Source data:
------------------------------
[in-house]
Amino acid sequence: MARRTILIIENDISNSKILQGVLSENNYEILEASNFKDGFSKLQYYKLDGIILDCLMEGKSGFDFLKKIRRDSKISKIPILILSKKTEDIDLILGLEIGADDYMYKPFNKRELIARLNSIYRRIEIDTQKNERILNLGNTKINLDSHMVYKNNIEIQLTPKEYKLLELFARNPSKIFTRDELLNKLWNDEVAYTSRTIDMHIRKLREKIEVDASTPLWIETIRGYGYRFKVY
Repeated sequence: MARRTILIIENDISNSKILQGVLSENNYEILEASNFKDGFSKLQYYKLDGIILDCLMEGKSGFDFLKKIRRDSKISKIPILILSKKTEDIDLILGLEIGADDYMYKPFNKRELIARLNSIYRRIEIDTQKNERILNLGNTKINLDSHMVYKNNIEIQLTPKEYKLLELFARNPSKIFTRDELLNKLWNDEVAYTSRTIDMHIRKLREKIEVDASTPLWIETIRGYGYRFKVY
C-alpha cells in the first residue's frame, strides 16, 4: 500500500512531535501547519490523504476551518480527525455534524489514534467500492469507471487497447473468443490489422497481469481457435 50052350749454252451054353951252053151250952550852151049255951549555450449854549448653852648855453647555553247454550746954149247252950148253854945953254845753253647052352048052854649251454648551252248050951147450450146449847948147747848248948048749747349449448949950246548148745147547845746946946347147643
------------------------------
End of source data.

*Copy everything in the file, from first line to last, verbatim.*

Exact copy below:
[in-house]
Amino acid sequence: MARRTILIIENDISNSKILQGVLSENNYEILEASNFKDGFSKLQYYKLDGIILDCLMEGKSGFDFLKKIRRDSKISKIPILILSKKTEDIDLILGLEIGADDYMYKPFNKRELIARLNSIYRRIEIDTQKNERILNLGNTKINLDSHMVYKNNIEIQLTPKEYKLLELFARNPSKIFTRDELLNKLWNDEVAYTSRTIDMHIRKLREKIEVDASTPLWIETIRGYGYRFKVY
Repeated sequence: MARRTILIIENDISNSKILQGVLSENNYEILEASNFKDGFSKLQYYKLDGIILDCLMEGKSGFDFLKKIRRDSKISKIPILILSKKTEDIDLILGLEIGADDYMYKPFNKRELIARLNSIYRRIEIDTQKNERILNLGNTKINLDSHMVYKNNIEIQLTPKEYKLLELFARNPSKIFTRDELLNKLWNDEVAYTSRTIDMHIRKLREKIEVDASTPLWIETIRGYGYRFKVY
C-alpha cells in the first residue's frame, strides 16, 4: 500500500512531535501547519490523504476551518480527525455534524489514534467500492469507471487497447473468443490489422497481469481457435 50052350749454252451054353951252053151250952550852151049255951549555450449854549448653852648855453647555553247454550746954149247252950148253854945953254845753253647052352048052854649251454648551252248050951147450450146449847948147747848248948048749747349449448949950246548148745147547845746946946347147643